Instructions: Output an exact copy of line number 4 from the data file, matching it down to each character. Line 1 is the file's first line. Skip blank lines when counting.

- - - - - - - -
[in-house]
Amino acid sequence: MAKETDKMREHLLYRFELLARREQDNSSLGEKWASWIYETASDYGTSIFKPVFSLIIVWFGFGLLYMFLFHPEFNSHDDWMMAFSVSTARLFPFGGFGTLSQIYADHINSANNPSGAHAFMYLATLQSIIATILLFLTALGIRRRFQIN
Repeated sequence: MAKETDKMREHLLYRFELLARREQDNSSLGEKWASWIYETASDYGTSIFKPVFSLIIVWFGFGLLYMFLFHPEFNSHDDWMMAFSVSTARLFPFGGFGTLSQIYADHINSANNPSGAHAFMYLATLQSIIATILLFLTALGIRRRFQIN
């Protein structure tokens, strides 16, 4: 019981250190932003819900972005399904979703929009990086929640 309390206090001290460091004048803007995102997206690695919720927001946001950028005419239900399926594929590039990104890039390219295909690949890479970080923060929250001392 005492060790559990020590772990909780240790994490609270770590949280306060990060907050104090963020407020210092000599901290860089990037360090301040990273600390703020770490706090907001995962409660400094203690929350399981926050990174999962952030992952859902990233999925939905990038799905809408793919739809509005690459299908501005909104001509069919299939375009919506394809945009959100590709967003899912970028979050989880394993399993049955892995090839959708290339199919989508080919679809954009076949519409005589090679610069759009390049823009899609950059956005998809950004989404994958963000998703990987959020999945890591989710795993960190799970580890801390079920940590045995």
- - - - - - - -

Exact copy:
């Protein structure tokens, strides 16, 4: 019981250190932003819900972005399904979703929009990086929640 309390206090001290460091004048803007995102997206690695919720927001946001950028005419239900399926594929590039990104890039390219295909690949890479970080923060929250001392 005492060790559990020590772990909780240790994490609270770590949280306060990060907050104090963020407020210092000599901290860089990037360090301040990273600390703020770490706090907001995962409660400094203690929350399981926050990174999962952030992952859902990233999925939905990038799905809408793919739809509005690459299908501005909104001509069919299939375009919506394809945009959100590709967003899912970028979050989880394993399993049955892995090839959708290339199919989508080919679809954009076949519409005589090679610069759009390049823009899609950059956005998809950004989404994958963000998703990987959020999945890591989710795993960190799970580890801390079920940590045995």